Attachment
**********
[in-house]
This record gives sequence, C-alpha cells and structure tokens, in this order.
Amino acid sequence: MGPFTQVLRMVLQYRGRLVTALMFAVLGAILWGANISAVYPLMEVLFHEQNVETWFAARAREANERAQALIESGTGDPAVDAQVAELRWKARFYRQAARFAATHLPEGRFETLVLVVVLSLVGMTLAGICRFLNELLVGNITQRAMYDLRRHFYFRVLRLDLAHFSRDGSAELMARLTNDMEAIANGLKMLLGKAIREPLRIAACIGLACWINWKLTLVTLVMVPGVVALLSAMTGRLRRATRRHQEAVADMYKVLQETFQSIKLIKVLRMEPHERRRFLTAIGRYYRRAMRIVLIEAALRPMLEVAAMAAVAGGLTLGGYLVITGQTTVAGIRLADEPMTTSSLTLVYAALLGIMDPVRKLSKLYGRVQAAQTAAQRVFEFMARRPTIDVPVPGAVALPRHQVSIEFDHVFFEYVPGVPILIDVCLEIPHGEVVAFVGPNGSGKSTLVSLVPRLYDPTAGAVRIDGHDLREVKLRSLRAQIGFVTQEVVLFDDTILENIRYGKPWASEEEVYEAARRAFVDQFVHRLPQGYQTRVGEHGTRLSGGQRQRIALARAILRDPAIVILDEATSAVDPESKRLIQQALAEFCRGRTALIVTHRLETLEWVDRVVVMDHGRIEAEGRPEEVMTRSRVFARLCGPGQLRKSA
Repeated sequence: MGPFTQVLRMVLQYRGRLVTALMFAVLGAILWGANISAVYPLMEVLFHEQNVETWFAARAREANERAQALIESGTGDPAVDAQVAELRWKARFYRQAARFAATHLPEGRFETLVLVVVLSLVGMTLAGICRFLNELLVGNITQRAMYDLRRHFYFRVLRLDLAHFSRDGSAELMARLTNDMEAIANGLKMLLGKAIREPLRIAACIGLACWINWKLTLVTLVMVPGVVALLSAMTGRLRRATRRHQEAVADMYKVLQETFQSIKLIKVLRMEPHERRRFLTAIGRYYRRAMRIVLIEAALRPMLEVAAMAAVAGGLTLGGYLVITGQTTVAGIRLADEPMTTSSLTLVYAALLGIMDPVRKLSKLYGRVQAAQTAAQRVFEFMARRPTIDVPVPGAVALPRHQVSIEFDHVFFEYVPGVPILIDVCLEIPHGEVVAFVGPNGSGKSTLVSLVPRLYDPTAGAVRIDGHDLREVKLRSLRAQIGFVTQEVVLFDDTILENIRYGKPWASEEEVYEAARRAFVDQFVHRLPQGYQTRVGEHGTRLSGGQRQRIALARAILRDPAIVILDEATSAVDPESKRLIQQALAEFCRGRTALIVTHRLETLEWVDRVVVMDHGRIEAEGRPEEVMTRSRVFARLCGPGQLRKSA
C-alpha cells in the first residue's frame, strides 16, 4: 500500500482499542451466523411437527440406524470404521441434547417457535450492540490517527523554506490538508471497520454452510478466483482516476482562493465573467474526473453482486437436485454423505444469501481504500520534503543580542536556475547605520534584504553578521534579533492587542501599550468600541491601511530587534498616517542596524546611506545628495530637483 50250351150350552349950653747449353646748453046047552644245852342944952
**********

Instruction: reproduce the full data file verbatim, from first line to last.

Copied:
[in-house]
This record gives sequence, C-alpha cells and structure tokens, in this order.
Amino acid sequence: MGPFTQVLRMVLQYRGRLVTALMFAVLGAILWGANISAVYPLMEVLFHEQNVETWFAARAREANERAQALIESGTGDPAVDAQVAELRWKARFYRQAARFAATHLPEGRFETLVLVVVLSLVGMTLAGICRFLNELLVGNITQRAMYDLRRHFYFRVLRLDLAHFSRDGSAELMARLTNDMEAIANGLKMLLGKAIREPLRIAACIGLACWINWKLTLVTLVMVPGVVALLSAMTGRLRRATRRHQEAVADMYKVLQETFQSIKLIKVLRMEPHERRRFLTAIGRYYRRAMRIVLIEAALRPMLEVAAMAAVAGGLTLGGYLVITGQTTVAGIRLADEPMTTSSLTLVYAALLGIMDPVRKLSKLYGRVQAAQTAAQRVFEFMARRPTIDVPVPGAVALPRHQVSIEFDHVFFEYVPGVPILIDVCLEIPHGEVVAFVGPNGSGKSTLVSLVPRLYDPTAGAVRIDGHDLREVKLRSLRAQIGFVTQEVVLFDDTILENIRYGKPWASEEEVYEAARRAFVDQFVHRLPQGYQTRVGEHGTRLSGGQRQRIALARAILRDPAIVILDEATSAVDPESKRLIQQALAEFCRGRTALIVTHRLETLEWVDRVVVMDHGRIEAEGRPEEVMTRSRVFARLCGPGQLRKSA
Repeated sequence: MGPFTQVLRMVLQYRGRLVTALMFAVLGAILWGANISAVYPLMEVLFHEQNVETWFAARAREANERAQALIESGTGDPAVDAQVAELRWKARFYRQAARFAATHLPEGRFETLVLVVVLSLVGMTLAGICRFLNELLVGNITQRAMYDLRRHFYFRVLRLDLAHFSRDGSAELMARLTNDMEAIANGLKMLLGKAIREPLRIAACIGLACWINWKLTLVTLVMVPGVVALLSAMTGRLRRATRRHQEAVADMYKVLQETFQSIKLIKVLRMEPHERRRFLTAIGRYYRRAMRIVLIEAALRPMLEVAAMAAVAGGLTLGGYLVITGQTTVAGIRLADEPMTTSSLTLVYAALLGIMDPVRKLSKLYGRVQAAQTAAQRVFEFMARRPTIDVPVPGAVALPRHQVSIEFDHVFFEYVPGVPILIDVCLEIPHGEVVAFVGPNGSGKSTLVSLVPRLYDPTAGAVRIDGHDLREVKLRSLRAQIGFVTQEVVLFDDTILENIRYGKPWASEEEVYEAARRAFVDQFVHRLPQGYQTRVGEHGTRLSGGQRQRIALARAILRDPAIVILDEATSAVDPESKRLIQQALAEFCRGRTALIVTHRLETLEWVDRVVVMDHGRIEAEGRPEEVMTRSRVFARLCGPGQLRKSA
C-alpha cells in the first residue's frame, strides 16, 4: 500500500482499542451466523411437527440406524470404521441434547417457535450492540490517527523554506490538508471497520454452510478466483482516476482562493465573467474526473453482486437436485454423505444469501481504500520534503543580542536556475547605520534584504553578521534579533492587542501599550468600541491601511530587534498616517542596524546611506545628495530637483 50250351150350552349950653747449353646748453046047552644245852342944952